23Aug
By: Tomas Laurinavicius August 23, 2016

Landing pages are designed with a single purpose in mind: to convert visitors into solid leads and buyers. Good design of your eCommerce landing page will lead to more conversions, more sales, and more profit.

In eCommerce, an overall conversion rate of 1% is considered average.

By investing the time and resources needed to optimize your current eCommerce landing page, you might be able to double or triple your revenue with the existing traffic you get to your website.

If you already have eCommerce landing pages designed, then the tips and tricks in this article will help you to optimize your store to drive more conversions that will turn into leads or direct sales.

Craft catchy headlines

The headline is one of the first things visitors are going to see. Make sure it’s big, bold and easy to read. Take an example from Nike. Their campaign landing page has a simple yet powerful message you can’t miss. This approach may not work with lesser-known products, but being bold and breaking the rules will make your product stand out and get the attention of potential customers.

Craft catchy headline

When working with a headline, ensure you are not using industry jargon, unless you clearly know that your target audience will understand it. Experiment using CoSchedule’s Headline Analyzer to find the perfect combination of emotional, power and urgency words to help you craft a headline that grabs attention.
To discover power words and tips on how to generate a strong headline, make sure you check SumoMe’s Power Words Cheatsheet and Buffer’s Ultimate Headline Formulas.

Use stunning imagery

Use stunning imagery

Just look at that gorgeous image of floating iPads.

A compelling headline combined with stunning imagery taps into the emotional side of your customer in ways that will light a burning desire in them to take action. Powerful images can be worth many thousands of words.

Usability tests by Jakob Nielsen prove that people pay a lot of attention to pictures. When talking about people, photos of real people get lots of attention while overly-staged stock photos are mostly ignored.

If you’re looking for top-notch photos for your landing page, check out Stocksy, Unsplash, Stock Up, and StockSnap.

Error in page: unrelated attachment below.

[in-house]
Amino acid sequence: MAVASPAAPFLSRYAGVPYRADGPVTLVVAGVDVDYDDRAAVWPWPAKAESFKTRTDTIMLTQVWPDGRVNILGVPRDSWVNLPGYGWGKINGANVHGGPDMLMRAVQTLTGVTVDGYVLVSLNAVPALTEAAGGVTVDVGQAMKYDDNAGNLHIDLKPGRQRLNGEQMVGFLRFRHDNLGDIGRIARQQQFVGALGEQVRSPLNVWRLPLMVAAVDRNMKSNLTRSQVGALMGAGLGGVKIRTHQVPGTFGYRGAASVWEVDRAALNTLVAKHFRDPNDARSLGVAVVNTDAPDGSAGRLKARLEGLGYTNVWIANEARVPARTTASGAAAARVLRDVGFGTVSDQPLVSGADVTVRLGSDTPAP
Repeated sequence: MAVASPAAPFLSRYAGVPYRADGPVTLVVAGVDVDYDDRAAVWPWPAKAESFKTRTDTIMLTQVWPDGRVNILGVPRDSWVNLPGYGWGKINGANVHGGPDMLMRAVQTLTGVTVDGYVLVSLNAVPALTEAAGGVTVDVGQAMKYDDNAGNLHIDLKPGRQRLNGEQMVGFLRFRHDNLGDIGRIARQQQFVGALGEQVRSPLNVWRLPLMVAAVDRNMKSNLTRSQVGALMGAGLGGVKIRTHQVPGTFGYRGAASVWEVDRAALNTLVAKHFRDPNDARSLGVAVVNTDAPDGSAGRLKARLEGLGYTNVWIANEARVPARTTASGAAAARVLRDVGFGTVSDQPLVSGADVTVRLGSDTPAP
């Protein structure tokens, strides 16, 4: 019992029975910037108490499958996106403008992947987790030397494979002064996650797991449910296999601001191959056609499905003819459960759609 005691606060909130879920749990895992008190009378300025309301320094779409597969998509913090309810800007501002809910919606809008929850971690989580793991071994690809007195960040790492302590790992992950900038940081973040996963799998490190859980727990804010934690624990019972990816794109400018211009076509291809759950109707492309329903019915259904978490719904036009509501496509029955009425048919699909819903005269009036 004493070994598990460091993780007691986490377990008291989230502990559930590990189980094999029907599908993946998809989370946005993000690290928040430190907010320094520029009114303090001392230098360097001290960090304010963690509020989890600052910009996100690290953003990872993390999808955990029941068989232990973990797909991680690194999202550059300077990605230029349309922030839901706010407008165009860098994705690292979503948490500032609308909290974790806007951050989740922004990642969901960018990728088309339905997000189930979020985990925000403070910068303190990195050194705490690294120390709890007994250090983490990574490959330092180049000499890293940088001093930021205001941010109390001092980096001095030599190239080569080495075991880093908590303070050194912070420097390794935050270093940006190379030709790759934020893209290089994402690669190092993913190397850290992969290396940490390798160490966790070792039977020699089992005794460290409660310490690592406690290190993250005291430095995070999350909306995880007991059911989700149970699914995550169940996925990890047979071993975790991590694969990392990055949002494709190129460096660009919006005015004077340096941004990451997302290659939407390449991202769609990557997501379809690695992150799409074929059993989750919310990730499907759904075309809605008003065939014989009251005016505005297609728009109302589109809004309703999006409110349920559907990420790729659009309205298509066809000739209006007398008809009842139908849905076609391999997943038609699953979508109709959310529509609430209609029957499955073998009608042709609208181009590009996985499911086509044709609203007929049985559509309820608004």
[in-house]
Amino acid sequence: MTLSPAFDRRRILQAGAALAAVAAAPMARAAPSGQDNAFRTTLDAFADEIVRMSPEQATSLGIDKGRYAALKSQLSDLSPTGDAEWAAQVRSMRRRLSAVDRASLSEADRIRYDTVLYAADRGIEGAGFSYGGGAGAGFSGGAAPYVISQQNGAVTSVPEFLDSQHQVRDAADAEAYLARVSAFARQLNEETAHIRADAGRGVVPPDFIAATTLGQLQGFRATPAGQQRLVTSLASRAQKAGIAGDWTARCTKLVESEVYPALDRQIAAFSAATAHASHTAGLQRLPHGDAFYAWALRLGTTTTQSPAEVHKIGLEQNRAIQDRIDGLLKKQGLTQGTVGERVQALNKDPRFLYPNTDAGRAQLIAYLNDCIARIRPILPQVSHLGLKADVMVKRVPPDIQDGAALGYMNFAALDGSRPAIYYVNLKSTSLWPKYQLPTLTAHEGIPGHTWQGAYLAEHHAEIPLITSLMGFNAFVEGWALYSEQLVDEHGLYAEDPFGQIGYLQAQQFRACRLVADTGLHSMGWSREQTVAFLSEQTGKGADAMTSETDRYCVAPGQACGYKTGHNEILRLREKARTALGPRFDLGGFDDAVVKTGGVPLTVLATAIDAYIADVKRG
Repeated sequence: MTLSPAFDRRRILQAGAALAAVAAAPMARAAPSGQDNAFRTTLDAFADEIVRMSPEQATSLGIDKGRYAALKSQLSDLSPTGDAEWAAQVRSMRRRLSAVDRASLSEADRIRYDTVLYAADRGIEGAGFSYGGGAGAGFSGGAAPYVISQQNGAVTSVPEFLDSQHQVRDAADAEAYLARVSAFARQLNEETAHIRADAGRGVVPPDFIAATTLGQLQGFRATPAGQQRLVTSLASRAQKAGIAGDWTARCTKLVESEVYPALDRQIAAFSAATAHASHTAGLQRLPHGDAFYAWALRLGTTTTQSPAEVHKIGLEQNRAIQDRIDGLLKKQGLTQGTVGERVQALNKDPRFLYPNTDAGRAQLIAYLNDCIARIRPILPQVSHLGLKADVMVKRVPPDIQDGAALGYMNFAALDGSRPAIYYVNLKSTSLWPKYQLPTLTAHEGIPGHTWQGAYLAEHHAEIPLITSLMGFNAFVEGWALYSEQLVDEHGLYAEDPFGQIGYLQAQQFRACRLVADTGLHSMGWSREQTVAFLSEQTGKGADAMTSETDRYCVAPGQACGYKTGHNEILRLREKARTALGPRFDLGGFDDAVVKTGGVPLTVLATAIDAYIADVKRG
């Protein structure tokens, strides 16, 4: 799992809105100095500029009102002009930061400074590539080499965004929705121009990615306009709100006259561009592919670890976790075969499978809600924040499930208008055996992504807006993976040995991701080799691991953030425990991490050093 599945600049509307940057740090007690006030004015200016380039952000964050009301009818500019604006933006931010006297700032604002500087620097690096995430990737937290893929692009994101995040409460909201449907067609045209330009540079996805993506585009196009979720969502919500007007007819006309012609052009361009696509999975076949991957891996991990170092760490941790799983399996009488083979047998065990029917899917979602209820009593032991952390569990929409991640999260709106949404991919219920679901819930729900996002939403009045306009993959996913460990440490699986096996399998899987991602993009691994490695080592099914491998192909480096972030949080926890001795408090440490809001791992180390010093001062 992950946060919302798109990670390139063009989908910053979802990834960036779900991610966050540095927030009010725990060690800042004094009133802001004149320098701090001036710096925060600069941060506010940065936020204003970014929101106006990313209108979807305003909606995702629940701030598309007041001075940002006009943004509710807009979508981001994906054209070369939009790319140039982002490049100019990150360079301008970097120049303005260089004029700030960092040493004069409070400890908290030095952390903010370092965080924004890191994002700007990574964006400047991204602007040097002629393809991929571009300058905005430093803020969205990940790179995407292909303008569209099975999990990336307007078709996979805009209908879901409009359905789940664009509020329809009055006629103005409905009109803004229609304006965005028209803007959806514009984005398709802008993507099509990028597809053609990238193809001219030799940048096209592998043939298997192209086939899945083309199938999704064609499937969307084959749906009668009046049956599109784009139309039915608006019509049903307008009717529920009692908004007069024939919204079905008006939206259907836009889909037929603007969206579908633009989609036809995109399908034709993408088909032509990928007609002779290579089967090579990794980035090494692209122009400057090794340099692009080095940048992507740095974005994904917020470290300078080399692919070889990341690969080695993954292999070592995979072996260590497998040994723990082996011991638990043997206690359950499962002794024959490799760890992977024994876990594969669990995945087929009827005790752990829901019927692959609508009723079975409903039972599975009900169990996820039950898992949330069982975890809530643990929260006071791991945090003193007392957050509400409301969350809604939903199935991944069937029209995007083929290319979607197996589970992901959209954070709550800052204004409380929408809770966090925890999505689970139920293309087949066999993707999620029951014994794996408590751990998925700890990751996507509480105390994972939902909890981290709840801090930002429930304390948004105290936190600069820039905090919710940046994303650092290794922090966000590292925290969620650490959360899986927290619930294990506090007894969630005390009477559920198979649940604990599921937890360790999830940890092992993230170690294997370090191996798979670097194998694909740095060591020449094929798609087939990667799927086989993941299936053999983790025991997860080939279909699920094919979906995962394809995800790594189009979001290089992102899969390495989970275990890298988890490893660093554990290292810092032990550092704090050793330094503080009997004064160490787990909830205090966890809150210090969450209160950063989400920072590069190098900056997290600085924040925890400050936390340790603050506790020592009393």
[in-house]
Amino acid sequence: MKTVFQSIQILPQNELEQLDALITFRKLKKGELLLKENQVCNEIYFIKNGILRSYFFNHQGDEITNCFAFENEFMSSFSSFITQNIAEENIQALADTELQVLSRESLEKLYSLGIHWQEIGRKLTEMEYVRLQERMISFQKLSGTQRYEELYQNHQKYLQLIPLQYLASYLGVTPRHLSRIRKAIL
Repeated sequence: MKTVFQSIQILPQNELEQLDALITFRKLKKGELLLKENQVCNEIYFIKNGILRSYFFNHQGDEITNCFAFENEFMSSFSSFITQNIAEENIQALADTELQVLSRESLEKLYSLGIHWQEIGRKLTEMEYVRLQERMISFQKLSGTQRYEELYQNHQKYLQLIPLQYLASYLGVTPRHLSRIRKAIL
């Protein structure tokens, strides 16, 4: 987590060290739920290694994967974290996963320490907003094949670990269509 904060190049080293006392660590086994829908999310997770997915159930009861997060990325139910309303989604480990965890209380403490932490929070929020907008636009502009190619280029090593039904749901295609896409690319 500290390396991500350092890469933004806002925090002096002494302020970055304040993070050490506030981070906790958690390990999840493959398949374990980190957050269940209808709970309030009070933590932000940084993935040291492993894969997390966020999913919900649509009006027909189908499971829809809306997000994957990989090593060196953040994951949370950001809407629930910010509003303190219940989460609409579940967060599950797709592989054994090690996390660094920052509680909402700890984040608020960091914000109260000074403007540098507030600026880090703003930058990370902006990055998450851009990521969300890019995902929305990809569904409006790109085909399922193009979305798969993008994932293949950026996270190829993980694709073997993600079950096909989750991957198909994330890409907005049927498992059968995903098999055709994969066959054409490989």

Use lots of negative space

Use lots of negative space

Negative space, often referred to as white space, is the space around and between the elements of a page or image. Using negative space helps build hierarchy, clean up the layout and draw attention to certain elements of the landing page.

Increase the spacing in your current landing pages and don’t be scared to leave space in your layout as it will dramatically improve the emphasis on the headline, product image or call-to-action button. Just take a look at the Oculus Rift landing page and how much negative space it has to emphasize the product and call-to-action button.

Write concise copy

Get the length of your product page copy just right. Don’t overwhelm your potential customers with unnecessary information. If needed, utilize icons to illustrate your copy and make it easier for people to quickly scan. An excellent example of concise copy with iconography can be seen on the Fitbit Surge landing page.

Write concise copy

When writing your copy use:

  • Short sentences
  • Bullet points
  • Benefits over features

Ensure consistency in your sales funnel

If your visitor heard about you on Twitter, Facebook or via email, keep that story and conversation going. People will feel connected and won’t question the process as they might if you talk about one thing in an email and then another thing on your landing page. This may cause confusion and cost you a customer.